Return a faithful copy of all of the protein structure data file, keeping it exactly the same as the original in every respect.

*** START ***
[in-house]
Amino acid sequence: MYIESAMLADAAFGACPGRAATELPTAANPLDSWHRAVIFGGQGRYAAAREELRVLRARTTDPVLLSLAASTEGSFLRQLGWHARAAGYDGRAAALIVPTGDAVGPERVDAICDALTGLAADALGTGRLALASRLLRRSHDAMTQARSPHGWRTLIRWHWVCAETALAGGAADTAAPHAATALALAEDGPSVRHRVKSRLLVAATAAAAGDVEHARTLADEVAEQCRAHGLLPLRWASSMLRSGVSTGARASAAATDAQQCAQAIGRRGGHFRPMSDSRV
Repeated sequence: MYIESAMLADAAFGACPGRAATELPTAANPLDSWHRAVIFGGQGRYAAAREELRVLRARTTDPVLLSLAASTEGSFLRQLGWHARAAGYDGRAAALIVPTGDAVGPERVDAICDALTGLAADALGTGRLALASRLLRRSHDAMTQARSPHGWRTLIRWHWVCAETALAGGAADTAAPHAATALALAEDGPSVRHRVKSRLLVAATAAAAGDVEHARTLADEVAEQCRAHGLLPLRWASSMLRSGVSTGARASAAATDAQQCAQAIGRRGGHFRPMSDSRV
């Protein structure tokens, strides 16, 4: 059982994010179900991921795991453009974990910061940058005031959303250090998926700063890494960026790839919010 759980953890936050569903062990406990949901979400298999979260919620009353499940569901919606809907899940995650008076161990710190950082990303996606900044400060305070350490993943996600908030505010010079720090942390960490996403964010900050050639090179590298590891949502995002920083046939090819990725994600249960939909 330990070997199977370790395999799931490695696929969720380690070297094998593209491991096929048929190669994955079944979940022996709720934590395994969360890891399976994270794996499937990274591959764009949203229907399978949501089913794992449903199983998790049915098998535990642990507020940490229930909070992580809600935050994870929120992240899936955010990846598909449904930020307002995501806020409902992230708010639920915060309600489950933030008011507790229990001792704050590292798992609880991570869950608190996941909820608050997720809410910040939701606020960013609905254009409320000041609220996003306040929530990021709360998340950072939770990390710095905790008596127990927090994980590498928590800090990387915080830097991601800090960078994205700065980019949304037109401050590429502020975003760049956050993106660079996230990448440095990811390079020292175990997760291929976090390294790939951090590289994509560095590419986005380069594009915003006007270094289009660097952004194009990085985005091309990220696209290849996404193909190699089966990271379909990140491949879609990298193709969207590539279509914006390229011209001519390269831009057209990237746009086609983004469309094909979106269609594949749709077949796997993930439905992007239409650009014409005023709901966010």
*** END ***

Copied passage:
[in-house]
Amino acid sequence: MYIESAMLADAAFGACPGRAATELPTAANPLDSWHRAVIFGGQGRYAAAREELRVLRARTTDPVLLSLAASTEGSFLRQLGWHARAAGYDGRAAALIVPTGDAVGPERVDAICDALTGLAADALGTGRLALASRLLRRSHDAMTQARSPHGWRTLIRWHWVCAETALAGGAADTAAPHAATALALAEDGPSVRHRVKSRLLVAATAAAAGDVEHARTLADEVAEQCRAHGLLPLRWASSMLRSGVSTGARASAAATDAQQCAQAIGRRGGHFRPMSDSRV
Repeated sequence: MYIESAMLADAAFGACPGRAATELPTAANPLDSWHRAVIFGGQGRYAAAREELRVLRARTTDPVLLSLAASTEGSFLRQLGWHARAAGYDGRAAALIVPTGDAVGPERVDAICDALTGLAADALGTGRLALASRLLRRSHDAMTQARSPHGWRTLIRWHWVCAETALAGGAADTAAPHAATALALAEDGPSVRHRVKSRLLVAATAAAAGDVEHARTLADEVAEQCRAHGLLPLRWASSMLRSGVSTGARASAAATDAQQCAQAIGRRGGHFRPMSDSRV
């Protein structure tokens, strides 16, 4: 059982994010179900991921795991453009974990910061940058005031959303250090998926700063890494960026790839919010 759980953890936050569903062990406990949901979400298999979260919620009353499940569901919606809907899940995650008076161990710190950082990303996606900044400060305070350490993943996600908030505010010079720090942390960490996403964010900050050639090179590298590891949502995002920083046939090819990725994600249960939909 330990070997199977370790395999799931490695696929969720380690070297094998593209491991096929048929190669994955079944979940022996709720934590395994969360890891399976994270794996499937990274591959764009949203229907399978949501089913794992449903199983998790049915098998535990642990507020940490229930909070992580809600935050994870929120992240899936955010990846598909449904930020307002995501806020409902992230708010639920915060309600489950933030008011507790229990001792704050590292798992609880991570869950608190996941909820608050997720809410910040939701606020960013609905254009409320000041609220996003306040929530990021709360998340950072939770990390710095905790008596127990927090994980590498928590800090990387915080830097991601800090960078994205700065980019949304037109401050590429502020975003760049956050993106660079996230990448440095990811390079020292175990997760291929976090390294790939951090590289994509560095590419986005380069594009915003006007270094289009660097952004194009990085985005091309990220696209290849996404193909190699089966990271379909990140491949879609990298193709969207590539279509914006390229011209001519390269831009057209990237746009086609983004469309094909979106269609594949749709077949796997993930439905992007239409650009014409005023709901966010």